A few (well, not really) reflections after attending the latest NTU-ISCF Annual General Meeting, based on my earlier post: Apostolic General Meeting (you can read the whole passage first, Acts 15, to get a better idea of what I’ll be writing below).
1. What is the issue at hand?
The church in Jerusalem had a very specific issue to discuss, on whether circumcision is necessary for the non-Jewish believers (Acts 15.1). To put it in other words, what constitutes the people of God?
Unfortunately, we might not have the same luxury of having a concrete issue. Heck, we might be arguing over what the issue is.
2. Debate is normal.
Indeed, “there had been much debate.” (15.7)
3. Respect the authorities.
Here represented by speeches of Peter and James, the “pillars” of the church. In a traditional Eastern community, the authorities are usually the seniors. In the words of Acts, “the apostles and the elders.” (15.4)
4. Respect the practitioners.
Here represented by Barnabas and Paul, the workers in the church of Antioch. In our case, I guess it means that we should listen to and respect the excos. The church in Jerusalem could theorize a lot of things about how things should be done in the Gentile churches, but, unless they had seen by themselves how God worked among the Gentiles as equally as he worked among the Jews, their voice became mute and must be listened with a pinch of salt. Not that Barnabas and Paul must be right, either, but that certainly they deserved to be heard.
5. Be willing to criticize our long-cherished tradition.
Barnabas and Paul challenged the common practice among the Jews believers. Tradition is not absolute. If the context demands change, don’t hold against it. The older generation might be different with the younger one. For example, we used to be an Engineering-dominated fellowship, but now it’s much more diverse. We have members studying Arts, Humanities, Social Sciences, and so on. Yet, often we still think along engineering lines. We must have willingness to listen to other parties which differ from us and not just imposing our beliefs and opinions over them.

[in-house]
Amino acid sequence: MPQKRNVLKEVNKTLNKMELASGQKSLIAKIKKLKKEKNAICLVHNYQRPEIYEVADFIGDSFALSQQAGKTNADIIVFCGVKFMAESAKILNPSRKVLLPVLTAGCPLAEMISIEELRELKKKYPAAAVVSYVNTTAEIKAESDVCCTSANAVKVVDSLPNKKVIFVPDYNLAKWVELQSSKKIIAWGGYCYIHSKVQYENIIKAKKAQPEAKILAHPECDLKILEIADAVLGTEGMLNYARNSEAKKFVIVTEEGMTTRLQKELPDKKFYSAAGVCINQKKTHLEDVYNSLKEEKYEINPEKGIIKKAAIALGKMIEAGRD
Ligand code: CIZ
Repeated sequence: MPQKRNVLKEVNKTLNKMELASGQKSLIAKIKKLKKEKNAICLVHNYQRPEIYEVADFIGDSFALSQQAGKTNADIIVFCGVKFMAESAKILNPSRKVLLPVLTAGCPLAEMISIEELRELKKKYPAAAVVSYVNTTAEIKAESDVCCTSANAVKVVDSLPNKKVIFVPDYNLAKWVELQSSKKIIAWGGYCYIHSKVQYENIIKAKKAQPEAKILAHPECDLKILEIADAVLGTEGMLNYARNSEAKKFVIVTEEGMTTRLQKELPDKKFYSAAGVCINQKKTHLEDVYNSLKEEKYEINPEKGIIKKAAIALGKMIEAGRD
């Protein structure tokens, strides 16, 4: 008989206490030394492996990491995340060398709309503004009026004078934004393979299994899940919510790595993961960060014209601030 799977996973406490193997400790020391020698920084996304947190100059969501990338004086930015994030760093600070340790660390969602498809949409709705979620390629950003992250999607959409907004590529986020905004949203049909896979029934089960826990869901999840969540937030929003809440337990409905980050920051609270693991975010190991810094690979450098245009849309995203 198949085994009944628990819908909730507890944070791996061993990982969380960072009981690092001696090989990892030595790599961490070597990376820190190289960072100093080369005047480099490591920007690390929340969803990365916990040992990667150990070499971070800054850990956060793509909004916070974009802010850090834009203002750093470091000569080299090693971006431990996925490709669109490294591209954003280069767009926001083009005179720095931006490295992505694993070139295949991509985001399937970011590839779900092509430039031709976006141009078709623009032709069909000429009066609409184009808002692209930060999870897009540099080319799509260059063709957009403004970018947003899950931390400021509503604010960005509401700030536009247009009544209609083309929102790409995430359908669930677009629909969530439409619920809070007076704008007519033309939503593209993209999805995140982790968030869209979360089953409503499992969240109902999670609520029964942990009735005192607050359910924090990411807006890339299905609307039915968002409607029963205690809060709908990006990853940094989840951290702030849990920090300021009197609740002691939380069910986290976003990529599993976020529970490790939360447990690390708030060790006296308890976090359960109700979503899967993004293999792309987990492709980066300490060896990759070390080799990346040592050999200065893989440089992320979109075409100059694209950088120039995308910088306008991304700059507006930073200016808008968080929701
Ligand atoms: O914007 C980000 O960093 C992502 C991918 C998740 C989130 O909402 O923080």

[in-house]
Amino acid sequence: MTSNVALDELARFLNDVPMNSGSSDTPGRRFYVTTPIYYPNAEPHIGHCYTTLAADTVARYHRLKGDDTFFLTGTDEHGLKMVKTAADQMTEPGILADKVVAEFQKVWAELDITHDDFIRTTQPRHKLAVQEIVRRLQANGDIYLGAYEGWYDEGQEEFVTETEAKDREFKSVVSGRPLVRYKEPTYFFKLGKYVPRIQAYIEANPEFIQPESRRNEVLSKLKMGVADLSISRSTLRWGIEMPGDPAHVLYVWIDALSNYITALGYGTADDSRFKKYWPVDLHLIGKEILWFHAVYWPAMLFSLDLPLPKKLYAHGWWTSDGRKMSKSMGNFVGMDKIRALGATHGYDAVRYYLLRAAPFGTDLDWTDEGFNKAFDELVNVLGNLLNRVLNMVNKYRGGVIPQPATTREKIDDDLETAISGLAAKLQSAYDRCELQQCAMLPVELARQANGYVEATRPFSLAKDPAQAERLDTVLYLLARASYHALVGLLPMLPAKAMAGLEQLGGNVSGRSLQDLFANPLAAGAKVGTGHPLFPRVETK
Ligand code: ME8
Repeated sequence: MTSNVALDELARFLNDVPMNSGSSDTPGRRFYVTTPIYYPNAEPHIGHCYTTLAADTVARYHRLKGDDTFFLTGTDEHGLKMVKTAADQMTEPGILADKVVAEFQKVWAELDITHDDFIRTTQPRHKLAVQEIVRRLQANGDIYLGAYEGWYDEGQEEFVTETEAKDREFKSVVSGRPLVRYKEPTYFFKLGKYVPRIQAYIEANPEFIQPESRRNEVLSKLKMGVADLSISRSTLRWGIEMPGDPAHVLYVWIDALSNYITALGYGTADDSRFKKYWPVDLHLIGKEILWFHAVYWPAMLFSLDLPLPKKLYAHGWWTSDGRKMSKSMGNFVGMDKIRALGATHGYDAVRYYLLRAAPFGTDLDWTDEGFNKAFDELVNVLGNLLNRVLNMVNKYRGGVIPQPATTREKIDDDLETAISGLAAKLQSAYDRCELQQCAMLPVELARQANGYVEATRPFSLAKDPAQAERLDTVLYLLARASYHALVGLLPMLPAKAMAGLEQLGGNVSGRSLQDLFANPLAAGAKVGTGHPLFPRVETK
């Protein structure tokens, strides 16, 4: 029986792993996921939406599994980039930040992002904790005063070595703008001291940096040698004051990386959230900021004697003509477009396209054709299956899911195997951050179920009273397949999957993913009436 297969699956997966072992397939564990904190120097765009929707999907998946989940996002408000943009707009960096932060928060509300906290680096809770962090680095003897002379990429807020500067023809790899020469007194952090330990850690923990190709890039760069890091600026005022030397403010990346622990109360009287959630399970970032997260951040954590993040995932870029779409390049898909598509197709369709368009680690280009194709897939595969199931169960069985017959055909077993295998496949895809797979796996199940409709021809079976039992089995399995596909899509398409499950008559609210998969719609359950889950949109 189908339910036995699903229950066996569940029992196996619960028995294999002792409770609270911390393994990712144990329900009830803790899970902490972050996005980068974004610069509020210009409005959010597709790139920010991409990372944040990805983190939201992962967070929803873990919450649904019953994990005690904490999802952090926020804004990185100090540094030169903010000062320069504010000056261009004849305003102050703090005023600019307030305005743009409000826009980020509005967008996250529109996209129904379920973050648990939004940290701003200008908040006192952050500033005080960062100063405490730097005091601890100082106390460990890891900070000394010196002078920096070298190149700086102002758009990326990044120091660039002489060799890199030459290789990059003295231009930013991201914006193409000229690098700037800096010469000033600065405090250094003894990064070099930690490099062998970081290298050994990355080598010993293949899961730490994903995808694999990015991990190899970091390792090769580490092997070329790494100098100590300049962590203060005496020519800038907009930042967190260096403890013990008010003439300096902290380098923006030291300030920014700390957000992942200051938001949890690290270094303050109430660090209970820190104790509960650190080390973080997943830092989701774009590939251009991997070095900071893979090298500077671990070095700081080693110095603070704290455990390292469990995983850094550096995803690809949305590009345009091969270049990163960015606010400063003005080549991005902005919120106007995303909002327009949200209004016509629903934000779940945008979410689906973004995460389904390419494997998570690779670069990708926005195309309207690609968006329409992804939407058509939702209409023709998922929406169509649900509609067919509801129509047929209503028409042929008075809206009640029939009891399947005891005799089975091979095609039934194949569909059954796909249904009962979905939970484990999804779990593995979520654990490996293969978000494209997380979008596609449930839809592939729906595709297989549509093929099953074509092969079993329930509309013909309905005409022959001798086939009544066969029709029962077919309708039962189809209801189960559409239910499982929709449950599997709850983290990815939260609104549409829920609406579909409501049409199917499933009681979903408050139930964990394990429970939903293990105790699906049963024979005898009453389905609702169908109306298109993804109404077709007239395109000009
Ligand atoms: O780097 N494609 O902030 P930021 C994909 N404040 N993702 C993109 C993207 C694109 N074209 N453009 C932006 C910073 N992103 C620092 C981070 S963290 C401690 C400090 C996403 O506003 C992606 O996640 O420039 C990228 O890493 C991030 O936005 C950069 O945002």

Indeed, in the case of this conference in Jerusalem, the Jerusalem church was willing to accommodate the practice in the church of Antioch. It showed that they were willing to change and listen to the younger church. So, if on the one hand we need to respect the authorities, on the other hand it also shows what kind of authorities we should be (and hence deserves the respect). That is, authorities who are humble and willing to listen to others.
6. Don’t absolutize wordings and orders.
Recommendation of James (15.20):
“to abstain from the things polluted by idols (alisgematon ton eidolon),
and from sexual immorality,
and from what has been strangled,
and from blood.”
Official letter from the Jerusalem church (15.29):
“that you abstain from what has been sacrificed to idols (eidolothuton),
and from blood,
and from what has been strangled,
and from sexual immorality.”
So we have (1) different wordings (alisgematon ton eidolon to eidolothuton) and (2) different orders (sexual immorality moved from the second place to the last place).
In our context, it means that the wordings and orders of the annual goal are not absolute. Indeed, I would suggest that the wordings of annual goal inherently should allow for diverse interpretations. The annual goal is not like a point, it’s more like a circle or a sphere where you could move within it. So it has both focus and area to move around. Moreover, some kind of unity in diversity is also achieved.
(In retrospect, precision in wordings is also mark of those who studied science. So in some sense it reflects our background.)
7. The letter is never alone.
First, Barnabas and Paul were sent back to the church in Antioch. They knew what was talked about during the meeting and hence they could explain what lied behind the letter from the church in Jerusalem. Judas and Silas from the church in Jerusalem were also sent to the church in Antioch. And they spent some time over there.
My point is, those who attended the meeting would also be responsible to the implementation of the resolution. And they did. Barnabas and Paul went back to Antioch. Judas and Silas were sent to Antioch. They would help to explain the bigger picture of the letter.
Likewise, the attendants in the AGM would help to explain the bigger picture of the annual goal and to work out the goal itself.
The letter is never alone. It is not an independent document. Likewise, the annual goal is not an independent statement. It is lifeless without the ISCF members. It does not have its own life.
Similarly, to accentuate the previous point, because the letter is never alone, precision in wordings and orders of the annual goal is relativized. Barnabas, Paul, Judas, and Silas were as important as the letter from the church in Jerusalem. The attendants in the AGM (and other members) would be as important as the annual goal of the fellowship.
8. Assembled with one accord.
Finally, I would just end with how the letter opened: “It seemed good for us, being assembled with one accord.” (15.25) After “much debate”, they assembled with one accord. Let us unite as one, and let us get this going together.
And what happened to the church in Antioch? After they listened to the letter, “they rejoiced because its encouragement.” (15.31) The whole episode culminated in thanksgiving. It would be more appropriate if AGM served as the Extended Thanksgiving from the Exam Thanksgiving.